Raj Kundra had, in his plea, alleged that his arrest was illegal. (HT FILE)
Raj Kundra had, in his plea, alleged that his arrest was illegal. (HT FILE)

Bombay HC reserves order on Raj Kundra’s plea against arrest in porn film case

The Bombay high court (HC) on Monday concluded the hearing of the petition filed by businessman and actor Shilpa Shetty’s husband Raj Kundra and his associate Ryan Thorpe wherein they alleged that the Mumbai Police had arrested them illegally. The court reserved its orders, which will be pronounced in due course.
By HT Correspondent, Mumbai
PUBLISHED ON AUG 03, 2021 12:49 AM IST

The Bombay high court (HC) on Monday concluded the hearing of the petition filed by businessman and actor Shilpa Shetty’s husband Raj Kundra and his associate Ryan Thorpe wherein they alleged that the Mumbai Police had arrested them illegally. While Kundra claimed the police did not serve him notices as mandated under the Criminal Procedure Code (CrPC), the counsel for Thorpe submitted that he was arrested despite cooperating with investigators.

The counsel for the police, however, submitted that as both Kundra and Thorpe had been found deleting evidence, the police could not be mute spectators, and hence to prevent further destruction of evidence the duo were arrested. The court was also informed that though Kundra was a British citizen he had secured an Aadhaar card and was conducting his activities.

The single judge bench of justice AS Gadkari, while hearing Kundra’s plea, was informed by senior advocate Aabad Ponda that though Kundra was not named in the first information report (FIR), the police searched his office and asked him to be present at the crime branch’s office at Byculla. However, when he went there, he was arrested without being served a notice which is in violation of laws safeguarding a person from arrest when the offence carries less than seven years of imprisonment.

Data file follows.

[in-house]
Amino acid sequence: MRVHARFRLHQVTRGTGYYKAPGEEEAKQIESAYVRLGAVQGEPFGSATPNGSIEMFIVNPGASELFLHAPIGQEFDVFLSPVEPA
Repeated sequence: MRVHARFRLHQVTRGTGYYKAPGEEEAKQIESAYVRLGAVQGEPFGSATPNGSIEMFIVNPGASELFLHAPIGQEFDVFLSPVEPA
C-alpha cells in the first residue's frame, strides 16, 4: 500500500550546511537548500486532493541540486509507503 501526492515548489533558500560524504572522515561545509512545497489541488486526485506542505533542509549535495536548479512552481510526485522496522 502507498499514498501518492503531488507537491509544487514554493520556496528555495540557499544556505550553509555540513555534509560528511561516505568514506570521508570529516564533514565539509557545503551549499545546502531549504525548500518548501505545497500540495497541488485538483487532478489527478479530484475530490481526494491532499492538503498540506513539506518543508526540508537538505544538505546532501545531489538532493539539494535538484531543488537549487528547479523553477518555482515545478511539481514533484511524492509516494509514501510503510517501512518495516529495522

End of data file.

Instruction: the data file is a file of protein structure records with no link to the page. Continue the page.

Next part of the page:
Chief public prosecutor Aruna Pai submitted that the arrest was not illegal as the police found both Kundra and Thorpe deleting WhatsApp chats and other information that can serve as incriminating evidence against the duo. She said the police had recovered 68 pornographic movies along with material from personal laptops, cell phones apart from the 51 videos found on Storage Area Network (SAN). Pai added that a PowerPoint presentation with details of the working and marketing strategy of Hotshots app were also recovered during the search at Kundra’s office.

She also refuted the claims of illegal arrest and said that both had been served notices, but only Thorpe had accepted it.

While claiming that section 201 (punishment for causing disappearance of evidence) of the Indian Penal Code (IPC) was added by the police as an afterthought when the petition was filed, Ponda said, “There is no contemporaneous record to show deletion, rather there are contemporaneous records to say non-deletion of data by accused. This is thus an afterthought and has been made to meet the requirement to tackle this petition.”

Ponda added that if the police had found Kundra deleting data, they should have mentioned it in the panchnama or first remand, but it was not the case. He said there was no material to show that Kundra deleted the data on the night of his arrest on July 19. He further said the police had acted with vendetta as Kundra had refused to acknowledge its notice under section 41A of CrPC.

Advocate Abhinav Chandrachud, for Thorpe, concurred with Ponda’s arguments and said while his client had acknowledged the police notice, he was not given an opportunity to comply with the same, and therefore his arrest was illegal. He added there were doubts regarding the investigation as there were discrepancies as to the date of deletion of the videos in question as well.

The court then concluded the hearing and reserved its orders, which will be pronounced in due course.

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